What should I know about investing for retirement?
Perhaps the most difficult part of saving for retirement is understanding how to invest. By learning the basics, like types of investments and how to choose them, you can set yourself up for success.
You’re not just saving, but investing
When you contribute money to a retirement account, like a 401(k) or IRA, you’re investing in assets designed to help your money grow. Because you’re saving for the long haul, the investment options are particularly suited for long-term saving. Investments in your retirement plan often carry some risk, but over time have the potential to be rewarding.
The most popular investment option
The most popular investments available in retirement accounts are stocks, bonds and cash equivalents, and these are most often offered as mutual funds. A mutual fund typically contains lots of underlying investments, like stocks, and combines them into one investment. You and many other investors own shares of the fund, and share in its gains and losses.
Your choice: risk vs. reward
Investments like mutual funds don’t promise a rate of return. Their value is determined by markets and the success and failure of underlying investments. The potential of loss adds a factor of risk to mutual funds.
However, with risk can come reward. Markets and underlying investments have the potential to significantly rise in value, and subsequently reward the value of your account.
Ultimately, how you invest is your choice. You may want to play things conservatively and stick to low-risk investments, or be more aggressive for the chance of greater returns. Many people find that a healthy balance of various investments is the most prudent way to save.
The value of diversification
Because various investments tend to react differently to the same market conditions, it’s wise to keep investments diversified. This simply means spreading your savings out among investments with different risk levels. Putting your money in mutual funds can help with diversification. Spreading your money out further in different types of mutual funds (stocks and bonds) can help even more.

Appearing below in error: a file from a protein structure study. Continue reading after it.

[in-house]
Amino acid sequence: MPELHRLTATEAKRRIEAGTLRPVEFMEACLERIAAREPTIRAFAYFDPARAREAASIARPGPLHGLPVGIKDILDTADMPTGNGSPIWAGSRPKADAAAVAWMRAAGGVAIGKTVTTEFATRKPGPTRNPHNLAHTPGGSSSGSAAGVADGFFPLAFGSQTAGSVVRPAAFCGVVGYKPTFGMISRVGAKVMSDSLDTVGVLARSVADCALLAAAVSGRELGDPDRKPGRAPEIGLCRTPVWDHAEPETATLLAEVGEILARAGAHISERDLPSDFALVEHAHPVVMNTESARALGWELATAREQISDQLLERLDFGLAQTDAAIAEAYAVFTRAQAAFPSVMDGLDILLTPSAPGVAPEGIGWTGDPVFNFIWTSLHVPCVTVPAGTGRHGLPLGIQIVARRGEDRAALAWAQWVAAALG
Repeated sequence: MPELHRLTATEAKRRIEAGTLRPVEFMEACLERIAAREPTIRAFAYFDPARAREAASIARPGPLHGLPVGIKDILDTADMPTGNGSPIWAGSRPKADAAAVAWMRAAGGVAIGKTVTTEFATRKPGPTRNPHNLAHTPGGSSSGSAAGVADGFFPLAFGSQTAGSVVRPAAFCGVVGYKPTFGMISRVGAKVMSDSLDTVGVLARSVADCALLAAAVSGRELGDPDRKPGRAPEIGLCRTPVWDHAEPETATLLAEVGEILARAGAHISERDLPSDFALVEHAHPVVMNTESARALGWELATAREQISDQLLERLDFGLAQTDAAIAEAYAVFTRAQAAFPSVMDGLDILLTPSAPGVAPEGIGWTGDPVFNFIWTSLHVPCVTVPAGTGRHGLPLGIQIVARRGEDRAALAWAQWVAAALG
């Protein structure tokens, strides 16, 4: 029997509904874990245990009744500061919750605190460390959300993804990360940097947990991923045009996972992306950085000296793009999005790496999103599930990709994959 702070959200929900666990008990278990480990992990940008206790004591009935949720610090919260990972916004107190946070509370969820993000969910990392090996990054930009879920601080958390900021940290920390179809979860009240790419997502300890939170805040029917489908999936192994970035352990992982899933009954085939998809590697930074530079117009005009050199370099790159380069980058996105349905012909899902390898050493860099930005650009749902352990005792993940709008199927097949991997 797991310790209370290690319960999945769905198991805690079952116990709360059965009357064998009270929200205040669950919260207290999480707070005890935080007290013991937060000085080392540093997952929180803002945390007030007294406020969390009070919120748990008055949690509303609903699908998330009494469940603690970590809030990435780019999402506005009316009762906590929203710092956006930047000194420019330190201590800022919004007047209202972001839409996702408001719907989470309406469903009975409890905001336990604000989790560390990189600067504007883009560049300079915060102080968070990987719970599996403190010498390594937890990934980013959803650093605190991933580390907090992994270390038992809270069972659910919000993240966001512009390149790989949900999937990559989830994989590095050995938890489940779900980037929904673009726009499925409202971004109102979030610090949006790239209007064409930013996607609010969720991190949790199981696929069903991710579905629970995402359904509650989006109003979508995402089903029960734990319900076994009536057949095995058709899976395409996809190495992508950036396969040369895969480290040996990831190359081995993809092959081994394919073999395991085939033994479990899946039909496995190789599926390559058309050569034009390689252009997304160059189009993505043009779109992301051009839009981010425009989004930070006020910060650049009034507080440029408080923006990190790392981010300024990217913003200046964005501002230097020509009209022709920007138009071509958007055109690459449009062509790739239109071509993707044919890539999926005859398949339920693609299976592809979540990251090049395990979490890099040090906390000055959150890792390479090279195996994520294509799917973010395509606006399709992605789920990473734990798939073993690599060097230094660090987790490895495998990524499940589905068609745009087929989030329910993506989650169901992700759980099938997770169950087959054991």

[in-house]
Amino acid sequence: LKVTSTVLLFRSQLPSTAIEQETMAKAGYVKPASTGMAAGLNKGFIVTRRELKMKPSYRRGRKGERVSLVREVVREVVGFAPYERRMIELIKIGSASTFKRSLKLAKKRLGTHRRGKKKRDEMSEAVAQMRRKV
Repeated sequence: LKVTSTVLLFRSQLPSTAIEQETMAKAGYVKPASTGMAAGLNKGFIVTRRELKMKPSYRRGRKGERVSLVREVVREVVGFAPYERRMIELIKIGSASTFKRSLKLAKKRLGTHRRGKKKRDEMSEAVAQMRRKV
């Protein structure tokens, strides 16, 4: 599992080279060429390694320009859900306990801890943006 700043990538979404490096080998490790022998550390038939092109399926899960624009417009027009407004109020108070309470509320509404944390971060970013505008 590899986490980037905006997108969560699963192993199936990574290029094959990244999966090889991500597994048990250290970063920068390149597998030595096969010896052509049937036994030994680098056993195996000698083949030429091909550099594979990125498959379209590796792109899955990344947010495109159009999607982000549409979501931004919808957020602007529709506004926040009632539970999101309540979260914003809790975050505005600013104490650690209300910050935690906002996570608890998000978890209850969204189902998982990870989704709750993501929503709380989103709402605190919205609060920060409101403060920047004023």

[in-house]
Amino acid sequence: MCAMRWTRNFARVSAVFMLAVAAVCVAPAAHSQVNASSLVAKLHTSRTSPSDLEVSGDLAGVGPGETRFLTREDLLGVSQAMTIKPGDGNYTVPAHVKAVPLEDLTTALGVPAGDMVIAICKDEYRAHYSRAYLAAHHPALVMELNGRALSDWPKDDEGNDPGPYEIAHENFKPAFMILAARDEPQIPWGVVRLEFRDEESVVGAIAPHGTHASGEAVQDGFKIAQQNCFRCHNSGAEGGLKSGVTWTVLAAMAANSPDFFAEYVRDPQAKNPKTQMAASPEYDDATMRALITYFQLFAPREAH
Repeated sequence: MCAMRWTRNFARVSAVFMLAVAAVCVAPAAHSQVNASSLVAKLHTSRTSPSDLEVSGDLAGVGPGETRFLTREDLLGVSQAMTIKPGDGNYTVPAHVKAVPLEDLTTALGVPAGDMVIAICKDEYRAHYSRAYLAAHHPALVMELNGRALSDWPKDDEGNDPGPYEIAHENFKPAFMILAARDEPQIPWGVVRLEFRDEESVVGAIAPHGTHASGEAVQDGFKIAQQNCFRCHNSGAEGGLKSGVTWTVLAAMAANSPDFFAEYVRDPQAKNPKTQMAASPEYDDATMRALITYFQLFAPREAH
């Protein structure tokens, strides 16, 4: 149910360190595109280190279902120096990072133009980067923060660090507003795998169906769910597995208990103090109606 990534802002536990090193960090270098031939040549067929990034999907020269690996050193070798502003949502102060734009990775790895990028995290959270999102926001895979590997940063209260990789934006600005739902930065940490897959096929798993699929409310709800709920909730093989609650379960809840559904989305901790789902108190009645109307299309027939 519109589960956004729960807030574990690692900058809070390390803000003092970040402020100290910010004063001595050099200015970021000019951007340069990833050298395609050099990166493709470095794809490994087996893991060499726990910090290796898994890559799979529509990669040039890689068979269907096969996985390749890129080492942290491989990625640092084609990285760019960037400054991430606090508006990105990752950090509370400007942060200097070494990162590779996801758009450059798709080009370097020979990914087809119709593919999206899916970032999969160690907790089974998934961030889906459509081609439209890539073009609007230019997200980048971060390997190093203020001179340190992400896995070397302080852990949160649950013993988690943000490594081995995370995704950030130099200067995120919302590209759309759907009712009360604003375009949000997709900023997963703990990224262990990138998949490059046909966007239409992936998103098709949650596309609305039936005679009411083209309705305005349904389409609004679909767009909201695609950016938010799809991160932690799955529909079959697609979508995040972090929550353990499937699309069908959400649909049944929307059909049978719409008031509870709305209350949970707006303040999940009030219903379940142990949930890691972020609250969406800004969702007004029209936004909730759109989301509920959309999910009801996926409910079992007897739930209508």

The importance of asset allocation
Asset allocation is how you diversify your investment mix. Properly allocating your retirement assets helps you establish a risk level you’re comfortable with, while potentially minimizing risk and increasing rewards. When choosing an asset allocation, consider the following:
- Your goals – Are you hoping to see large gains in your plan or are you looking to preserve your retirement funds?
- Your time horizon – How long will you invest before you begin taking withdrawals?
- Your risk tolerance – Are you comfortable with investments that may fluctuate in value?
If you aren't sure how to set your allocation, don't worry. There are many tools available that can help you establish an appropriate mix.
Don’t forget fees
Remember that investments have fees, and the most common one is the expense ratio. This is the fee paid to the investment company for managing the fund. Expense ratios vary from low to high, and can impact your returns. When choosing a fund to invest in, consider the expense ratio as part of your decision.
Review your investment mix annually
It's important that you review your investment choices at least annually. You may need to adjust your asset allocation as you get closer to retirement or if you find that your risk tolerance has changed. Your investments can grow at different rates, so you also may need to shift your investments to realign with your original asset allocation strategy.
The bottom line
You don’t have to be an investment expert to experience gains in your retirement assets. By understanding investment types, risk versus reward, diversification and asset allocation, you can now select investments with more confidence.